As part of the German Packaging Congress 2021, Kim Cheng demands not to commit to certain types of packaging in an image-driven way. Nevertheless, the managing director of the dvi is pleased that packaging is being certified by consumers as having made progress in terms of sustainability.
Be it food or medical products: packaging has special significance in these segments. So, it’s no wonder that Kim Cheng, Managing Director of the German Packaging Institute (dvi), once again emphasized at the opening of the German Packaging Congress 2021: “Packaging is systemically relevant.” No lockdown for sustainability and innovation – the motto of the congress highlights the current area of tension: The challenges of the Corona pandemic once again clearly demonstrate the protective functions of packaging. At the same time, the demands for more sustainability are growing.
Packaging is perceived as more sustainable
Progress seems to have been made in communicating with consumers. According to a survey conducted by the dvi, 44 percent of respondents believe that packaging has made progress in terms of environmental friendliness, with only 15.7 percent seeing regress. Furthermore, 74.6 percent confirm that these advances have been achieved without compromises or even with advances in functionality and convenience. “The industry’s innovation work continues unabated, especially when it comes to packaging sustainability,” Cheng says.
Improve life cycle assessment
Nevertheless, the dvi managing director sees a need for action in life cycle assessments and in the circular economy. “The image-driven commitment to a particular material or type of packaging is counterproductive. Headline politics won’t get us anywhere,” Cheng emphasizes, particularly in the direction of politics. A life cycle assessment includes, for example, the material used in production but also in recycling, the weight and volume of the packaging as a factor in transport, the transport routes within the value chain, the use of water or chemicals for production or cleaning in the case of reusable packaging, and, last but not least, consideration of the requirements of the goods to be packaged.
“Here, politics must not duck away,” says Cheng. It must say which factors are decisive for the evaluation of sustainability and to what extent, she said. For Cheng recycling is the decisive factor. “In addition, however, we also need an objective and generally valid model for assessing the sustainability of packaging. There is no way around life cycle assessments here.”
With a view to greater sustainability, the use of recyclate is central for Cheng. “Especially with plastic, we can only close loops if the material is not only collected and recycled, but the recyclate is also used for new packaging. Only when there is a functioning market for recyclate can the circle be closed.” Here, too, she said, it was up to policymakers. “There are diverse models for promoting the use of recyclate. There will be no solution that takes all interests into account. Nevertheless, it is important that there is a solution.”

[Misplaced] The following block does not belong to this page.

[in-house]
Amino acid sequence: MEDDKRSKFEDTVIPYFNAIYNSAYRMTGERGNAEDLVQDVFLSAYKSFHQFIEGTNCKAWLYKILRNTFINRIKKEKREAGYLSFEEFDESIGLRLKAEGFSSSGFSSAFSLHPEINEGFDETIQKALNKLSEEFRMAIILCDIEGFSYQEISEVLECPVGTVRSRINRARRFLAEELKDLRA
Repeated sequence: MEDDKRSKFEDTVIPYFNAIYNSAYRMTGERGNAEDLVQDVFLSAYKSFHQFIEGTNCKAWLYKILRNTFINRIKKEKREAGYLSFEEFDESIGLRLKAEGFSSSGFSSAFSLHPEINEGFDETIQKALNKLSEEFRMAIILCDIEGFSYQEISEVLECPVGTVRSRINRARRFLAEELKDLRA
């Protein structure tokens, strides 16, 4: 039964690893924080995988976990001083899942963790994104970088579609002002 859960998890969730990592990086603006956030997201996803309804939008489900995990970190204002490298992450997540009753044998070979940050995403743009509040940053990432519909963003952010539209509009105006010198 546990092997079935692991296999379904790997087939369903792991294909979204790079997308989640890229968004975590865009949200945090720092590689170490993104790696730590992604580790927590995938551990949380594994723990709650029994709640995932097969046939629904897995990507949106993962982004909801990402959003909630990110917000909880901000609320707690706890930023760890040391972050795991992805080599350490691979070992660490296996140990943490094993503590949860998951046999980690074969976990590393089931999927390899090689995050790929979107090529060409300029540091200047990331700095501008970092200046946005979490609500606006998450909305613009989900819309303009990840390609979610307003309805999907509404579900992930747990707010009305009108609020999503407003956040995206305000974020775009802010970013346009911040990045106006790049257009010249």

One way to promote the use of recyclate, for example, was pointed out by Reinhard Schneider, managing partner of detergent and cleaning agent manufacturer Werner & Mertz. He calls for financial incentives from lawmakers for the use of post-consumer recyclate (PCR) and advocates the creation of a fund into which all distributors would have to pay and only those who use PCR would receive a refund.
Getting consumers on board
Circular economy only works, if all stakeholders participate. “Consumers are a crucial element,” Cheng emphasizes. After all, only what has been properly disposed of in collection systems eventually reaches recycling facilities. “To make their task as easy as possible, packaging must clearly indicate how to dispose of it.”
Consumers want this, too: in summer 2020, for example, the Schwarz Group conducted an online survey on the subject of waste separation in Germany. The results showed that 80 percent of respondents wanted easily accessible information on separating packaging – preferably directly on the product. In March 2021, Kaufland has now announced that it will successively introduce separation notices on multi-component packaging. The separation notices provide information about the materials from which the individual packaging components are made. The aim is to motivate customers to dispose of their packaging correctly and, thus, contribute to better recycling. It is to be hoped that consumers will then also follow the instructions.